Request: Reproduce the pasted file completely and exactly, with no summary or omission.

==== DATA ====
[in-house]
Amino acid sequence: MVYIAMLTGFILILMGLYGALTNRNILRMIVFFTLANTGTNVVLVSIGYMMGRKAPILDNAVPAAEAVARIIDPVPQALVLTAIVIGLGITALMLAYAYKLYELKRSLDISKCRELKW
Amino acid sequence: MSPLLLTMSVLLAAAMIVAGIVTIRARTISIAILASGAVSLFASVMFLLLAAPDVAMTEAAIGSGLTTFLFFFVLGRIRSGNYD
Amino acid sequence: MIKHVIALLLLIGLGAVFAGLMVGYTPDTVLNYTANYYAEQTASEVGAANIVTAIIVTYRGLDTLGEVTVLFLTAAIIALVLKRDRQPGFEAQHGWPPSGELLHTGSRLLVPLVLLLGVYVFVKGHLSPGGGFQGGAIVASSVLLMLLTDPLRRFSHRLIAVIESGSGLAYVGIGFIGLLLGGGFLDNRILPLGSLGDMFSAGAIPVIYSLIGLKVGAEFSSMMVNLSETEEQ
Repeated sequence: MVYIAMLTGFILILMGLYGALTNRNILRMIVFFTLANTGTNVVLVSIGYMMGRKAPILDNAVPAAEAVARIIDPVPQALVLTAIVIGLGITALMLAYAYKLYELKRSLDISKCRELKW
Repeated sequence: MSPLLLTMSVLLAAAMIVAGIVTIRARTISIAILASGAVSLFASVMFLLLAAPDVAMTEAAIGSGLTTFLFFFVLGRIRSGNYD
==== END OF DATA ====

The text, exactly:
[in-house]
Amino acid sequence: MVYIAMLTGFILILMGLYGALTNRNILRMIVFFTLANTGTNVVLVSIGYMMGRKAPILDNAVPAAEAVARIIDPVPQALVLTAIVIGLGITALMLAYAYKLYELKRSLDISKCRELKW
Amino acid sequence: MSPLLLTMSVLLAAAMIVAGIVTIRARTISIAILASGAVSLFASVMFLLLAAPDVAMTEAAIGSGLTTFLFFFVLGRIRSGNYD
Amino acid sequence: MIKHVIALLLLIGLGAVFAGLMVGYTPDTVLNYTANYYAEQTASEVGAANIVTAIIVTYRGLDTLGEVTVLFLTAAIIALVLKRDRQPGFEAQHGWPPSGELLHTGSRLLVPLVLLLGVYVFVKGHLSPGGGFQGGAIVASSVLLMLLTDPLRRFSHRLIAVIESGSGLAYVGIGFIGLLLGGGFLDNRILPLGSLGDMFSAGAIPVIYSLIGLKVGAEFSSMMVNLSETEEQ
Repeated sequence: MVYIAMLTGFILILMGLYGALTNRNILRMIVFFTLANTGTNVVLVSIGYMMGRKAPILDNAVPAAEAVARIIDPVPQALVLTAIVIGLGITALMLAYAYKLYELKRSLDISKCRELKW
Repeated sequence: MSPLLLTMSVLLAAAMIVAGIVTIRARTISIAILASGAVSLFASVMFLLLAAPDVAMTEAAIGSGLTTFLFFFVLGRIRSGNYD